My issue is if the Chinese government is forcing kids into doing it (yes). Everyone deserves to have a choice and everyone deserves to be informed. The other issue, of course, is if they are receiving injections to delay growth. That would fall under the category of unfair drug usage.

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    Quote Originally Posted by Blades of Passion View Post
    I'm going to have to disagree with your negative assessment of people utilizing those diets for success. The point of athletic competition is to use your body in whatever way it takes to win and if someone is only using natural means to achieve those goals, then they can not be faulted for it. They may be "messing up" their bodies but that is not for us to pass judgement over; for the most driven people those are the kinds of sacrifices that are worth it for personal satisfaction.

    My issue is if the Chinese government is forcing kids into doing it (yes). Everyone deserves to have a choice and everyone deserves to be informed. The other issue, of course, is if they are receiving injections to delay growth. That would fall under the category of unfair drug usage.
    BOP, that is my issue with it as well. If you look back at what I said, I reserved my disapproval for that kind of coerced starvation. I don't love that athletes go on crazy diets in any country, but as you say, some people are driven and use all sorts of weird (hopefully natural) methods to keep themselves at the top of the heap. I don't love it, but it's not my call. But if it's part of a training regime imposed by an institution (and the implication is "Who cares what happens to these kids, because we have plenty more where they came from"), then I think indignation is a suitable response.

    As a by-the-way, what I said about potential bad effects of stringent diets in adolescence is, alas, true whether or not we pass judgment on the people using them. I can't rescind those details, because I didn't make up the laws of nature. Fortunately, (a) the extreme effects don't happen to everyone and (b) many athletes don't starve to extreme craziness.
    Last edited by Olympia; 02-25-2012 at 05:18 PM.

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    Quote Originally Posted by Olympia View Post
    some of the Chinese skaters (and even more so the girl gymnasts) look as if they might mature by the time they're thirty. They look underfed and barely grown.
    "Orientals are clearly the most neotenized human race....Homo Sapiens are more neotenized than Homo Erectus, Homo Erectus was more neotenized than Australopithicus...Mongoloid races are explained in terms of being the most extreme pedomorphic humans....the phenomenon of neoteny, whereby an infantile or childlike body form is preserved in adult life." http://en.wikipedia.org/wiki/Neoteny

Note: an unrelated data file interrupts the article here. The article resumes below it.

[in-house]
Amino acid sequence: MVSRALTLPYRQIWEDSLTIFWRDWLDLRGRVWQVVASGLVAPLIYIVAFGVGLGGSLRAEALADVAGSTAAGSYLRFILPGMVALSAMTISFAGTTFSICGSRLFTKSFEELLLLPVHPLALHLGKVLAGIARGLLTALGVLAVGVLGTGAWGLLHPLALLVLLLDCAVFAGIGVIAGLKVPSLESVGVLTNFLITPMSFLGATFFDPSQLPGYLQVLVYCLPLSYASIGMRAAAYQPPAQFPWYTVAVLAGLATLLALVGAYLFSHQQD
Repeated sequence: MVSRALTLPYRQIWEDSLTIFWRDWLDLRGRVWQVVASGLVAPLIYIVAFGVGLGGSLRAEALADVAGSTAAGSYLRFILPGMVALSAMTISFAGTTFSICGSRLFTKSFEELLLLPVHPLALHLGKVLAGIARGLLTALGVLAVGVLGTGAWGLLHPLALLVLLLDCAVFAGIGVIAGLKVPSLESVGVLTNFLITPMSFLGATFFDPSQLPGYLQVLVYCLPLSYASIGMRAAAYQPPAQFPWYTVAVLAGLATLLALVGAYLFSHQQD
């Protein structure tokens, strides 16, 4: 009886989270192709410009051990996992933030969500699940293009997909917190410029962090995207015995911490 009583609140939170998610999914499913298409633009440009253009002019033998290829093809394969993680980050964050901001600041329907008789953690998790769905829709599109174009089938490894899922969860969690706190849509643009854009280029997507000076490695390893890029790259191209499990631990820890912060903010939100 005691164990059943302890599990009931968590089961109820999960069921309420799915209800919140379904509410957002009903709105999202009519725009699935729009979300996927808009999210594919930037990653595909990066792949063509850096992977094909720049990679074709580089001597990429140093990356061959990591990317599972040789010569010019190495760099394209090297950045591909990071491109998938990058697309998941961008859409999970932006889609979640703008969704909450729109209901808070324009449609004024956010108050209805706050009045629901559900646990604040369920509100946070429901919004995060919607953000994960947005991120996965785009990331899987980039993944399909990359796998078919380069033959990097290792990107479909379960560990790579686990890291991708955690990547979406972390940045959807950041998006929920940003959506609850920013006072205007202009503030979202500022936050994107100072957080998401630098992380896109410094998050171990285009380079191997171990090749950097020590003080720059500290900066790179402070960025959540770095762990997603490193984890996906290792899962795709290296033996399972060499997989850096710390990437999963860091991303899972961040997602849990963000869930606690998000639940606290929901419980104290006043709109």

"Neoteny is seen as crucial for the development of species-typical capacities that depend upon a long period of attachment to caregivers for the opportunities to engage in and develop their capacity for emotional communication." It might have something to do with evolution or "natural selection": Selection by culture (e.g., pedomorphic features might have a survival advantage in an extended-family society) or selection by sexual appeal ("In a cross-cultural study, more neotenized female faces were the most attractive to men while less neotenized female faces were the least attractive to men, regardless of the females' actual age....A difference in the preferences of Asian and White judges with Asian judges preferring women with "less mature faces" and smaller mouths than the White judges.)

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    An article from International Adult Figure Skating about Perseverance and Muscular Endurance in Figure Skating

    This type of endurance is muscular endurance. In figure skating, you need to be able to continue at a moderate to intense level of activity for 2, 3, or 4 minutes, interspersed by several bouts of explosive movements such as jumps spins, or lifts.

    This type of muscular endurance is called power endurance. In order to maintain the same amount of power with each effort (not dying in the last 30 seconds of your program), a certain level of power endurance is required. That’s why at the elite Senior and Junior levels, bonus marks are given for jumps done in the last half of the program.

    Athletes like baseball pitchers, wrestlers, hurdlers and fencers must also produce these kinds of powerful movements and repeat them several times with little or no rest. Muscular endurance training helps athletes to cope with fatigue and to tolerate high levels of lactic acid. This is unlike the kind of muscular endurance required by middle distance runners, who maintain the same steady pace throughout the race.